The sponsor of HB338 is trying to make “Juneteenth,” a day commemorating the abolition of slavery, an official day of state observance in Utah.
The bill is sponsored by Rep. Sandra Hollins, D-Salt Lake City, who said the state of Utah has celebrated “Juneteenth” for over 75 years, and the “Juneteenth” committee for the state celebrated its 25th anniversary last year. The bill passed the House Government Operations Committee on Tuesday, Feb. 23.
“Juneteenth” celebrates June 19, 1865, when the community of Galveston, Texas, was informed of the Emancipation Proclamation ending slavery across the country, issued by President Abraham Lincoln on Sept. 22, 1862. The holiday is observed the third Saturday in June by 42 states.
“This observance has come to celebrate Abraham Lincoln’s bold move to take a stand against slavery,” Hollins said. “This celebration reminds us that we as a country do not support this concept, it celebrates all the freedoms we enjoy as Americans.”
Forest Crawford, a professor at Weber State University, advocated for the bill at the committee meeting. He talked about the effect that the celebration has on the community as a whole, not just the African American community.
“What I’ve seen over the years, it’s not just an African American gathering,” Crawford said. “It’s communities, agencies and has become somewhat of a multicultural event. … We have speakers, a panel discussion, to remind people that yes, we are celebrating, but no, we are not at the point where we are complacent about where we’re at; there is still work that needs to be done,.”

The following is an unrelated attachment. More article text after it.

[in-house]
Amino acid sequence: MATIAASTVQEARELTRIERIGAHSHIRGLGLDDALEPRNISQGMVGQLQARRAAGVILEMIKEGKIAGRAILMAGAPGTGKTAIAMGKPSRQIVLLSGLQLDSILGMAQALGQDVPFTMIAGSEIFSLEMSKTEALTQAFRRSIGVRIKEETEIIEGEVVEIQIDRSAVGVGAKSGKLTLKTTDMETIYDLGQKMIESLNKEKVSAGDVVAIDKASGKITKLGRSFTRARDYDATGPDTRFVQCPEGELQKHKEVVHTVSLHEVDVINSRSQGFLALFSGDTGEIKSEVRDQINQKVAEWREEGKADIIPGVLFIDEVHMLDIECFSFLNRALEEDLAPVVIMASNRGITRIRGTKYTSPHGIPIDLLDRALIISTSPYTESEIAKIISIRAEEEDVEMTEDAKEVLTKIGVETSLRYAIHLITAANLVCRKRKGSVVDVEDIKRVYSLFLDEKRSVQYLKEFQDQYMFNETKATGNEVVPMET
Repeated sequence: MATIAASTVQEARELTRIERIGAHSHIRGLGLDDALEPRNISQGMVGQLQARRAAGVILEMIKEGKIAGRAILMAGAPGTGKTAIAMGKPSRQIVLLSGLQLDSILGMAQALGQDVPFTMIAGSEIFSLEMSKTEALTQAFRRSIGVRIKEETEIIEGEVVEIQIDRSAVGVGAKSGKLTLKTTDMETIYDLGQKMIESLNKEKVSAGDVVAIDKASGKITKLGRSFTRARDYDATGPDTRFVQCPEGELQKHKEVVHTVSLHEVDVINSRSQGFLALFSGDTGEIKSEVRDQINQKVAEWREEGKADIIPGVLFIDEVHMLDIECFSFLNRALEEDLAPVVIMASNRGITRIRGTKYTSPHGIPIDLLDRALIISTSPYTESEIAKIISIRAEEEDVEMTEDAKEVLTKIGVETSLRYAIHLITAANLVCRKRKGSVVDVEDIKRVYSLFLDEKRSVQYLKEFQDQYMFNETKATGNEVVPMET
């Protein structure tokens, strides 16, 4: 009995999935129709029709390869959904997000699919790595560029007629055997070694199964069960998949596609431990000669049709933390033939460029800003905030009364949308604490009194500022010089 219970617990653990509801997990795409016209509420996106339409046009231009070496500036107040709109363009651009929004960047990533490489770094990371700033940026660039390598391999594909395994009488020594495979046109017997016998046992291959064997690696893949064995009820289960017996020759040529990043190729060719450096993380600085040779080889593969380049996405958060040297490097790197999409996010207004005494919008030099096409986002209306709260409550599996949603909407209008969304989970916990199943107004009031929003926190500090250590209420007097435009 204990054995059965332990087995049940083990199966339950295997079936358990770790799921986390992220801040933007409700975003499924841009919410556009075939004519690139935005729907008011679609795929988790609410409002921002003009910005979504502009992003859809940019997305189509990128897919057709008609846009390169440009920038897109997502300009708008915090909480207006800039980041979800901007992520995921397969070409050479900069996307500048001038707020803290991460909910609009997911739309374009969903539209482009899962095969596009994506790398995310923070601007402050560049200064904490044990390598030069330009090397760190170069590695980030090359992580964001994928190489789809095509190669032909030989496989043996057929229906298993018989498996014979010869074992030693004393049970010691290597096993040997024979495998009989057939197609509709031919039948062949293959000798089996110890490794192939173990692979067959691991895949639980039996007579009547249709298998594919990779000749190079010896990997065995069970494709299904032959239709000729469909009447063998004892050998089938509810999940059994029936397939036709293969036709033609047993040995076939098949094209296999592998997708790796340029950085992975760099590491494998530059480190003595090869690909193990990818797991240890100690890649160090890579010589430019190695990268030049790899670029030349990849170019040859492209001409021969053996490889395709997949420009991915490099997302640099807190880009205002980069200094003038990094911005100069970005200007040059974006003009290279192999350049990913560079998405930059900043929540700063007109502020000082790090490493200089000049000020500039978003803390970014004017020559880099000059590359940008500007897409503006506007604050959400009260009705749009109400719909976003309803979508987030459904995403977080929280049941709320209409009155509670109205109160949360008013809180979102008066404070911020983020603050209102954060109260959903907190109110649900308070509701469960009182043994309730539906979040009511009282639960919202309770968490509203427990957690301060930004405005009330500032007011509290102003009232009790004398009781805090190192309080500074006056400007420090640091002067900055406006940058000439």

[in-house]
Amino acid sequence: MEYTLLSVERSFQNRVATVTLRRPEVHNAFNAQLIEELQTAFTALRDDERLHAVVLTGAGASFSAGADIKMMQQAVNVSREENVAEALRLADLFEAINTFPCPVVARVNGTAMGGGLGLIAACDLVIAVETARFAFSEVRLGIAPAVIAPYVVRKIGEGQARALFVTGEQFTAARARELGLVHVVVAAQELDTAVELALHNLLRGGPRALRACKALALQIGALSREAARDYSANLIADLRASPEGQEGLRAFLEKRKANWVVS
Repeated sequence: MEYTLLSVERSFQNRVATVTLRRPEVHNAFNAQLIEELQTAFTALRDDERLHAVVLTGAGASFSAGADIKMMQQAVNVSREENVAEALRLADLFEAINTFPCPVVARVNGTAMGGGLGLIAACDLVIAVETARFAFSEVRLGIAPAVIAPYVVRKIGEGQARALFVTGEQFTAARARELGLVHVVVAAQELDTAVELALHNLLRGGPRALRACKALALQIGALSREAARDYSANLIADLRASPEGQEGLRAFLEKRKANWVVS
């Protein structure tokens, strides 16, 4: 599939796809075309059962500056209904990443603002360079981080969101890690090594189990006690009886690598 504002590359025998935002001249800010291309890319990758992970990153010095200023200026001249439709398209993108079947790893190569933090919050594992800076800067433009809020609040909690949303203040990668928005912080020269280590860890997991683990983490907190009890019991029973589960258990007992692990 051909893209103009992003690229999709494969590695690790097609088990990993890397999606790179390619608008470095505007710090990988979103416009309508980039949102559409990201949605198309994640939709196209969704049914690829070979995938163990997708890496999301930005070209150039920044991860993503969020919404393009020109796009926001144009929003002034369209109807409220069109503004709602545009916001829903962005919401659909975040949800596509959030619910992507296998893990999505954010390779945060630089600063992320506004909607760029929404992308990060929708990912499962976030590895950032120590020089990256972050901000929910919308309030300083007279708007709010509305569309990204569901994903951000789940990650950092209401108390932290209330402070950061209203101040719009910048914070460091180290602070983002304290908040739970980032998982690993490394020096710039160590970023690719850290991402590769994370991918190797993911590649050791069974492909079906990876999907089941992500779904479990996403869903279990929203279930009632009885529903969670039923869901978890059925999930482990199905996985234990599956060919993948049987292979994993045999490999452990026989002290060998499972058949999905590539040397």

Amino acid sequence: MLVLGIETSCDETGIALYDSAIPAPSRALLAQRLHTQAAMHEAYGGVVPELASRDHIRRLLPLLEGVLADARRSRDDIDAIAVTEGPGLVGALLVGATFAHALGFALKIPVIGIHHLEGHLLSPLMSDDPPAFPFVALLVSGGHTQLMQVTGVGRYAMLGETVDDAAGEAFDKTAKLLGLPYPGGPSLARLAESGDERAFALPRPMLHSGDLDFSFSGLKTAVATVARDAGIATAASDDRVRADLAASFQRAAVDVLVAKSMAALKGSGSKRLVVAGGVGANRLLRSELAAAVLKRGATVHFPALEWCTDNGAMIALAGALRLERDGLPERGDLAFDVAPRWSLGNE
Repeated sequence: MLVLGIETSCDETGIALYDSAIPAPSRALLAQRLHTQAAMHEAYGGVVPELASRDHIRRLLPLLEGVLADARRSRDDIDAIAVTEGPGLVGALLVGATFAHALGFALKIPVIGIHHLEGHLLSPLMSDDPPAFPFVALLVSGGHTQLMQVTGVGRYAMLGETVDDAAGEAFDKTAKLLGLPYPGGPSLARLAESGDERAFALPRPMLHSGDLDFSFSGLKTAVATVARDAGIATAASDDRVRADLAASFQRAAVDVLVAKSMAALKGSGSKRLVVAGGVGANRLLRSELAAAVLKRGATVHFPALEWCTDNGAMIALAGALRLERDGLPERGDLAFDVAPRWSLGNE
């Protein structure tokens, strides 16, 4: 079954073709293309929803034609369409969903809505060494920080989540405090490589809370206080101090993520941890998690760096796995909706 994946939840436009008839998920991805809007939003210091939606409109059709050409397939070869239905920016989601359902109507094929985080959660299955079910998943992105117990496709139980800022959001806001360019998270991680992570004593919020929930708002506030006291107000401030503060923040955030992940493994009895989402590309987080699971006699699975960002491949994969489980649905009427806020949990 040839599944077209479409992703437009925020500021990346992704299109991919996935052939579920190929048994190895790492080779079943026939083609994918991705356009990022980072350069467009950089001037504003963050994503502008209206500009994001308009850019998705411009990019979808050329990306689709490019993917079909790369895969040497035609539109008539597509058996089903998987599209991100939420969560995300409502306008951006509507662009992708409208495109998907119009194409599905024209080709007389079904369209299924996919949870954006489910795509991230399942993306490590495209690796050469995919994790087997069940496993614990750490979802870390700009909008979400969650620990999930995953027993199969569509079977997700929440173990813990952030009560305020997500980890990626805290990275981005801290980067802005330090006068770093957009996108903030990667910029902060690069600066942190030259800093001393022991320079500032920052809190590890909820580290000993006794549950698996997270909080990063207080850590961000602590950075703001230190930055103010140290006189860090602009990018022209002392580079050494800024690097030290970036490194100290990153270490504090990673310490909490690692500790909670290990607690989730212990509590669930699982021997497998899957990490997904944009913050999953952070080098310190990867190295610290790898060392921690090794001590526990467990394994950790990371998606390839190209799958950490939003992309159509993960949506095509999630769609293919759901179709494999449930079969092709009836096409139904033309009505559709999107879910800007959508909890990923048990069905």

Diane Lavell, representative of the Alpha Kappa Alpha Sorority graduate chapter in the Salt Lake area, also spoke on behalf of the bill, stating the importance of respect among cultures.
“I ask that you help to promote knowledge and appreciation of African American history and culture,” Lavell told the committee. “Respect and appreciation of our differences can grow out of exposure and working together.”
Rep. Patrice Arent, D-Millcreek, endorsed the bill, citing her uncle as one of the individuals who started the Civil Rights Division within the Department of Justice.
“Celebrating freedom is important to all of us,” Arent said. “This bill sends a really critical message outside of our state about the values of Utahns.”
If “Juneteenth” indeed is recognized as a state-wide commemorative day, it would join with a few other days throughout the year, including Bill of Rights Day on Dec. 15, Constitution Day on Sept. 17 and Utah State Flag Day on March 9.
The bill was endorsed in a 6-1 vote by the House Government of Operations Committee and will now move on to the full House of Representatives.